Here’s Why a New, Healthier School Lunch Can Still Be a Slice From Domino’s

If food companies reformulate their products, should the healthier versions be allowed in schools?
Jun 10, 2014· 1 MIN READ
Willy Blackmore is TakePart’s Food editor.


The new federal school lunch standards are remaking the cafeteria line into a place where there is less refined flour, less fat, less salt, and generally more healthful food. Yet somehow there’s a familiar symbol from the old regime of public school lunches that manages to both look the same and conform to all the standards: a slice of Domino’s pizza.

But this isn’t your tomato-paste-is-a-vegetable type of pie. As The New York Times’ Michael Moss explains, Domino’s is selling more of its Smart Slice thanks to the regulations—it’s one of the few old-guard lunch menu items that’s both regularly available and that passes muster with the new rules. The crust is 51 percent whole wheat, and there’s one-third less fat in both the cheese and the pepperoni.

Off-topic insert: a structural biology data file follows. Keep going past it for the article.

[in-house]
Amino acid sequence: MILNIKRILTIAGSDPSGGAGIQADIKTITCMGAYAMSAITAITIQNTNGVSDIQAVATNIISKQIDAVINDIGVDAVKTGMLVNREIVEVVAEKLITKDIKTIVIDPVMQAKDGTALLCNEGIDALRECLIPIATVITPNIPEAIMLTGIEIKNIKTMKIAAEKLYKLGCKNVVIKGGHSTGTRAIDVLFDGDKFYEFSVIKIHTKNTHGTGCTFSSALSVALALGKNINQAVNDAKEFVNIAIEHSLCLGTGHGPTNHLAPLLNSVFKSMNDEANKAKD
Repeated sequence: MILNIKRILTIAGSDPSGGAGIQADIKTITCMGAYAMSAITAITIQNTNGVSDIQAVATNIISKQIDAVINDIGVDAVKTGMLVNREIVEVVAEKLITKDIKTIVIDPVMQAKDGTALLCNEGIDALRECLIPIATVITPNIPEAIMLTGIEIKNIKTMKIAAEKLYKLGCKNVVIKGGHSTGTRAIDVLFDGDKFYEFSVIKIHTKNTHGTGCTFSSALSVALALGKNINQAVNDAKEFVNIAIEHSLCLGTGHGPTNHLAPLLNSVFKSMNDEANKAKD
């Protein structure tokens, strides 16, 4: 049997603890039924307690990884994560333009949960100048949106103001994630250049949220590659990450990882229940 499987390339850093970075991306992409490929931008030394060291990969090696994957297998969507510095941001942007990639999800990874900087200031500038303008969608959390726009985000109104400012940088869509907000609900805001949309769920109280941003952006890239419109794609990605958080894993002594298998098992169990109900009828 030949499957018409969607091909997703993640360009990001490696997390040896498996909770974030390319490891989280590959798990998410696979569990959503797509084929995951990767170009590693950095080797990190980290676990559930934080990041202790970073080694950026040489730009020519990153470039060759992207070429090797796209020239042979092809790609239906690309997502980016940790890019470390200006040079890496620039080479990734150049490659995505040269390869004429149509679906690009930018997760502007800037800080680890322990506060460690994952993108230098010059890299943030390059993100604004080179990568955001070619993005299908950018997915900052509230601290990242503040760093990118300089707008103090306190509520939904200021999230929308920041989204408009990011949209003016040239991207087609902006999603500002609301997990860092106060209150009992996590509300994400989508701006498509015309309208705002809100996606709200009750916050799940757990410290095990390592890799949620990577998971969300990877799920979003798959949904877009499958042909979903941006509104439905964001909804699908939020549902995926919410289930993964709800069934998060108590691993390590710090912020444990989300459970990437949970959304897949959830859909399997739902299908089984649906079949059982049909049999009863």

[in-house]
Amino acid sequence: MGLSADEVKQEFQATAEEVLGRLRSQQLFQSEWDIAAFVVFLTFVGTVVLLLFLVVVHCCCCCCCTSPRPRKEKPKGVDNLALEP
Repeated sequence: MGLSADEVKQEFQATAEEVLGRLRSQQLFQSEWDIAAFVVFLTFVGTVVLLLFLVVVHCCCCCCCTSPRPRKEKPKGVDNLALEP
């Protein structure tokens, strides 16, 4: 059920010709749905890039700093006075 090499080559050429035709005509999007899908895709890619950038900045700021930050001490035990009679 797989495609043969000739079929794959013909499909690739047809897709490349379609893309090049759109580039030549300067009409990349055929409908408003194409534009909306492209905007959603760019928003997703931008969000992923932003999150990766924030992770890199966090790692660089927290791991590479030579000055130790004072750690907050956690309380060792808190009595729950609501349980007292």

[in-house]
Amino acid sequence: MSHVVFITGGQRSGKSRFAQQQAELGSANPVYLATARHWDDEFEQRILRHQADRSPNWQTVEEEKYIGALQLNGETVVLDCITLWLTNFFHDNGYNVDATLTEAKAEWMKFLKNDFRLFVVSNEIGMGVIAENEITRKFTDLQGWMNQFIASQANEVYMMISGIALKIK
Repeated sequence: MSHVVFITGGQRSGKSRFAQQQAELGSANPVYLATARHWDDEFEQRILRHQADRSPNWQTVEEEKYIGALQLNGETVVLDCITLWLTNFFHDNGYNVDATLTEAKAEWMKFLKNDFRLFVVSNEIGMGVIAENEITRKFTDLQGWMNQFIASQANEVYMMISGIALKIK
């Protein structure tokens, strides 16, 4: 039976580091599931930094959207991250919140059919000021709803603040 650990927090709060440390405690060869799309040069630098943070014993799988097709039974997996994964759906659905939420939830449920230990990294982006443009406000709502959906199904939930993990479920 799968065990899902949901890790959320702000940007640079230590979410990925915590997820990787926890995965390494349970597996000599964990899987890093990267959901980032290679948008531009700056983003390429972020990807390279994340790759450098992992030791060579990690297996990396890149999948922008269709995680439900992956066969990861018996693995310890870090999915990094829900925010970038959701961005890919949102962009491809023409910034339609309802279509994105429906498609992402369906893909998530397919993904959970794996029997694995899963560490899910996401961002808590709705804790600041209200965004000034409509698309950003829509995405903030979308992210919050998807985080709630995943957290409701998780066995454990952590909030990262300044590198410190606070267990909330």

“But here’s the thing,” Moss says in an animated video about the Smart Slice. “The Domino’s trucks, and Domino’s delivery people, and Domino’s insulated pizza boxes, and Domino’s placards hung in the lunch lines all help to imprint the company’s red-and-blue brand on the brains of students.” And the Smart Slice isn’t available at your local Domino’s location—it’s a school-only affair.

So not only is Domino’s still able to develop a loyal following of pizza eaters in school cafeterias, but the Smart Slice also works to create a false sense that the company’s pizza is healthy.

That’s why there’s a push to block branding from lunch lines. Meanwhile, other brands that may have been pushed out by the new school lunch standards are working to reformulate their own products to keep students hooked on their brands.